Advocates get signatures to change monument to park

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People outside of Colorado have no say with regards to lands owned by Colorado. Secondly we will be at the mercy of the Federal Govt. to subsidize the tax revenue base which we almost saw the loss of on BLM lands under the Farm Bill. Thirdly, the federal agencies have continually shown the lack of stewardship for federal lands and restricted access to many of these publicly owned areas.

Last July, I wrote at length on the subject of the supposed economic benefits of national park status for the monument. The article can be found at High Country News and The Denver Post, so I won’t resubmit the research here. But since the same old economic argument is being trotted out, I feel I should at least repeat this…

There’s scant evidence of any meaningful economic benefit from redesignating national monuments.

Bankers and economic development people should know that this move will not shake things up. A city this size needs more than a new sign on an old attraction to make a difference. We have a growing university, a burgeoning health care center and world class destination mountain-biking (which is different that pass through tourism).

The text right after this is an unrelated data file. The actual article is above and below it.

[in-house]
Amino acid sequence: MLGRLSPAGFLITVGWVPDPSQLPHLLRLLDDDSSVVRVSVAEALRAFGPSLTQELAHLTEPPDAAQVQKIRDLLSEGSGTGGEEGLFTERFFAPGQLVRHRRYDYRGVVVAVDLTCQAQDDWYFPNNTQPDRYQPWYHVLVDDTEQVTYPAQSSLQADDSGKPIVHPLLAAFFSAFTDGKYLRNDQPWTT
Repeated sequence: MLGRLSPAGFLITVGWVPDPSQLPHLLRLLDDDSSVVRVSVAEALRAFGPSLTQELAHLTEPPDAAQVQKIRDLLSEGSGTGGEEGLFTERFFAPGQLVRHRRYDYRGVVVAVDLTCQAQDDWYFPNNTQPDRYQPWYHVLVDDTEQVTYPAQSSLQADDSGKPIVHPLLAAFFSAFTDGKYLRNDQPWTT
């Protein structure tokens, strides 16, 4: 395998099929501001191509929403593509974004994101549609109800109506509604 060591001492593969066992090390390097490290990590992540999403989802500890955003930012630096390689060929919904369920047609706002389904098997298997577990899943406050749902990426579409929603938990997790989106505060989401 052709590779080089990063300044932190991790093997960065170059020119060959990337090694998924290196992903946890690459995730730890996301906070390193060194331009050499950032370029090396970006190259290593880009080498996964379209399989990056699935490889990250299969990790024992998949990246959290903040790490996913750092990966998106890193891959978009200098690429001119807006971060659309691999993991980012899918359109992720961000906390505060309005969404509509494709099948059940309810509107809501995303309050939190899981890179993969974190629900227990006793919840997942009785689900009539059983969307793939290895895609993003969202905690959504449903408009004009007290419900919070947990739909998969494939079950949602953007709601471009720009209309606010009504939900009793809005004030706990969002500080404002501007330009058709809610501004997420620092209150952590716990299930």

If we can preserve open space, keep our air and water clean, and build cultural assets that attract professional residents, retirees and clean industry, we have a far better shot at sustainable growth and prosperity.

That, however, takes local investment and commitment. It’s easier to play politics and tell the Feds to change the signs.

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